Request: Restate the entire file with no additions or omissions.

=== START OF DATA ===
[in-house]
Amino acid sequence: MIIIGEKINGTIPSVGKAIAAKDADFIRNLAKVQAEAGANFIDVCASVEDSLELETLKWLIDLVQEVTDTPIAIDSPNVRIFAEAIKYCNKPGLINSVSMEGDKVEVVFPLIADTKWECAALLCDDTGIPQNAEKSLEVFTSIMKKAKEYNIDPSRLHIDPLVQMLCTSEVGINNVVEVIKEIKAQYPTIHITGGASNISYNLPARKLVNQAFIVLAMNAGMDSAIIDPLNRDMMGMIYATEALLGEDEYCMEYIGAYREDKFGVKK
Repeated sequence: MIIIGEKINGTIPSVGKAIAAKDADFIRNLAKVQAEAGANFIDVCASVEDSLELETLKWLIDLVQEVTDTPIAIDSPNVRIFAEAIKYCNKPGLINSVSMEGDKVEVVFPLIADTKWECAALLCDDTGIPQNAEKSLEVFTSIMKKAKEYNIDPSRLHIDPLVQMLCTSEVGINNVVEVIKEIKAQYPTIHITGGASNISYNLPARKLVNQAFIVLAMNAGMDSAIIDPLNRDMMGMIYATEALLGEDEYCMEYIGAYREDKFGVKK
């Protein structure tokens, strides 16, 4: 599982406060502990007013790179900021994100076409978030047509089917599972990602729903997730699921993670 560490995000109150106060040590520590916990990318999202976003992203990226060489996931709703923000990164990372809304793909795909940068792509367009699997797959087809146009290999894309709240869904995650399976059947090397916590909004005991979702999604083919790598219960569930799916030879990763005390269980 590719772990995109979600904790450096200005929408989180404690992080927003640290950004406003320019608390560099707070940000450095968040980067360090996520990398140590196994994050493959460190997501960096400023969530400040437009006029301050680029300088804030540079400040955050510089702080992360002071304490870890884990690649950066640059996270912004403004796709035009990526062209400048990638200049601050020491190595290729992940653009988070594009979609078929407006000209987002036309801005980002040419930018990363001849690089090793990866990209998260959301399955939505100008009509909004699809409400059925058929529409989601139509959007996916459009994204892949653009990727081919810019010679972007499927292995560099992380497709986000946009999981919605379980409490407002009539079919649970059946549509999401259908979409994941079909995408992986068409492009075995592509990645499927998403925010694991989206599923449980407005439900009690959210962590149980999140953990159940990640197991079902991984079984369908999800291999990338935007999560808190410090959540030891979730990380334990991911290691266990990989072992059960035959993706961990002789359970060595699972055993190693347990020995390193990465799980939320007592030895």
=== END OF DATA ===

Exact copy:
[in-house]
Amino acid sequence: MIIIGEKINGTIPSVGKAIAAKDADFIRNLAKVQAEAGANFIDVCASVEDSLELETLKWLIDLVQEVTDTPIAIDSPNVRIFAEAIKYCNKPGLINSVSMEGDKVEVVFPLIADTKWECAALLCDDTGIPQNAEKSLEVFTSIMKKAKEYNIDPSRLHIDPLVQMLCTSEVGINNVVEVIKEIKAQYPTIHITGGASNISYNLPARKLVNQAFIVLAMNAGMDSAIIDPLNRDMMGMIYATEALLGEDEYCMEYIGAYREDKFGVKK
Repeated sequence: MIIIGEKINGTIPSVGKAIAAKDADFIRNLAKVQAEAGANFIDVCASVEDSLELETLKWLIDLVQEVTDTPIAIDSPNVRIFAEAIKYCNKPGLINSVSMEGDKVEVVFPLIADTKWECAALLCDDTGIPQNAEKSLEVFTSIMKKAKEYNIDPSRLHIDPLVQMLCTSEVGINNVVEVIKEIKAQYPTIHITGGASNISYNLPARKLVNQAFIVLAMNAGMDSAIIDPLNRDMMGMIYATEALLGEDEYCMEYIGAYREDKFGVKK
């Protein structure tokens, strides 16, 4: 599982406060502990007013790179900021994100076409978030047509089917599972990602729903997730699921993670 560490995000109150106060040590520590916990990318999202976003992203990226060489996931709703923000990164990372809304793909795909940068792509367009699997797959087809146009290999894309709240869904995650399976059947090397916590909004005991979702999604083919790598219960569930799916030879990763005390269980 590719772990995109979600904790450096200005929408989180404690992080927003640290950004406003320019608390560099707070940000450095968040980067360090996520990398140590196994994050493959460190997501960096400023969530400040437009006029301050680029300088804030540079400040955050510089702080992360002071304490870890884990690649950066640059996270912004403004796709035009990526062209400048990638200049601050020491190595290729992940653009988070594009979609078929407006000209987002036309801005980002040419930018990363001849690089090793990866990209998260959301399955939505100008009509909004699809409400059925058929529409989601139509959007996916459009994204892949653009990727081919810019010679972007499927292995560099992380497709986000946009999981919605379980409490407002009539079919649970059946549509999401259908979409994941079909995408992986068409492009075995592509990645499927998403925010694991989206599923449980407005439900009690959210962590149980999140953990159940990640197991079902991984079984369908999800291999990338935007999560808190410090959540030891979730990380334990991911290691266990990989072992059960035959993706961990002789359970060595699972055993190693347990020995390193990465799980939320007592030895």